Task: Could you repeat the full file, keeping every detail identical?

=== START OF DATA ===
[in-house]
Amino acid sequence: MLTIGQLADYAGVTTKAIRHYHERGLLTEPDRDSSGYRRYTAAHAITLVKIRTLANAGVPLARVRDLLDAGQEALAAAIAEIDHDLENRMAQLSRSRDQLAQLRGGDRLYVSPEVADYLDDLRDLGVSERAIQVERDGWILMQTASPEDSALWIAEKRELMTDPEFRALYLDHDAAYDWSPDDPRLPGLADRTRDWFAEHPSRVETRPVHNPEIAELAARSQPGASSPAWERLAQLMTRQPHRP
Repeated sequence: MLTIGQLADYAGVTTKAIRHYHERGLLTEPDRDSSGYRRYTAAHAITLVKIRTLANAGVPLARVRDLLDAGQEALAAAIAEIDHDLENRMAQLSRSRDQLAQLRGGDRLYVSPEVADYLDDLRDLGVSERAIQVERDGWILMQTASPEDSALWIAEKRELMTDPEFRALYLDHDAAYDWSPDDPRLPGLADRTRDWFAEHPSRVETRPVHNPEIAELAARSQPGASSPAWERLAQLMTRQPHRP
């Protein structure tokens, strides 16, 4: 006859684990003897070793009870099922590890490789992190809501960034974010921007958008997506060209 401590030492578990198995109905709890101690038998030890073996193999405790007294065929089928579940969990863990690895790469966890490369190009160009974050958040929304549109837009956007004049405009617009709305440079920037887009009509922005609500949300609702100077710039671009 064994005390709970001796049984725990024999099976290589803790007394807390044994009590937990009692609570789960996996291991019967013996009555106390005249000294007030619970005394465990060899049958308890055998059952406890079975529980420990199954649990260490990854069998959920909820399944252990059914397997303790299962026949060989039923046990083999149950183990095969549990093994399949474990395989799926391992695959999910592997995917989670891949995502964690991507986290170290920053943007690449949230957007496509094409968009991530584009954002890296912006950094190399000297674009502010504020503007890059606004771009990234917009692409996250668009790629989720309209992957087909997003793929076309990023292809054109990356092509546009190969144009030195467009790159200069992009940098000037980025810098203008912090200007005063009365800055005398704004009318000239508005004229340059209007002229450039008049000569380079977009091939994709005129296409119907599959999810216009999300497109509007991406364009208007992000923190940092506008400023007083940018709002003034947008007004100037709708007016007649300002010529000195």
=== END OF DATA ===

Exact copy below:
[in-house]
Amino acid sequence: MLTIGQLADYAGVTTKAIRHYHERGLLTEPDRDSSGYRRYTAAHAITLVKIRTLANAGVPLARVRDLLDAGQEALAAAIAEIDHDLENRMAQLSRSRDQLAQLRGGDRLYVSPEVADYLDDLRDLGVSERAIQVERDGWILMQTASPEDSALWIAEKRELMTDPEFRALYLDHDAAYDWSPDDPRLPGLADRTRDWFAEHPSRVETRPVHNPEIAELAARSQPGASSPAWERLAQLMTRQPHRP
Repeated sequence: MLTIGQLADYAGVTTKAIRHYHERGLLTEPDRDSSGYRRYTAAHAITLVKIRTLANAGVPLARVRDLLDAGQEALAAAIAEIDHDLENRMAQLSRSRDQLAQLRGGDRLYVSPEVADYLDDLRDLGVSERAIQVERDGWILMQTASPEDSALWIAEKRELMTDPEFRALYLDHDAAYDWSPDDPRLPGLADRTRDWFAEHPSRVETRPVHNPEIAELAARSQPGASSPAWERLAQLMTRQPHRP
């Protein structure tokens, strides 16, 4: 006859684990003897070793009870099922590890490789992190809501960034974010921007958008997506060209 401590030492578990198995109905709890101690038998030890073996193999405790007294065929089928579940969990863990690895790469966890490369190009160009974050958040929304549109837009956007004049405009617009709305440079920037887009009509922005609500949300609702100077710039671009 064994005390709970001796049984725990024999099976290589803790007394807390044994009590937990009692609570789960996996291991019967013996009555106390005249000294007030619970005394465990060899049958308890055998059952406890079975529980420990199954649990260490990854069998959920909820399944252990059914397997303790299962026949060989039923046990083999149950183990095969549990093994399949474990395989799926391992695959999910592997995917989670891949995502964690991507986290170290920053943007690449949230957007496509094409968009991530584009954002890296912006950094190399000297674009502010504020503007890059606004771009990234917009692409996250668009790629989720309209992957087909997003793929076309990023292809054109990356092509546009190969144009030195467009790159200069992009940098000037980025810098203008912090200007005063009365800055005398704004009318000239508005004229340059209007002229450039008049000569380079977009091939994709005129296409119907599959999810216009999300497109509007991406364009208007992000923190940092506008400023007083940018709002003034947008007004100037709708007016007649300002010529000195």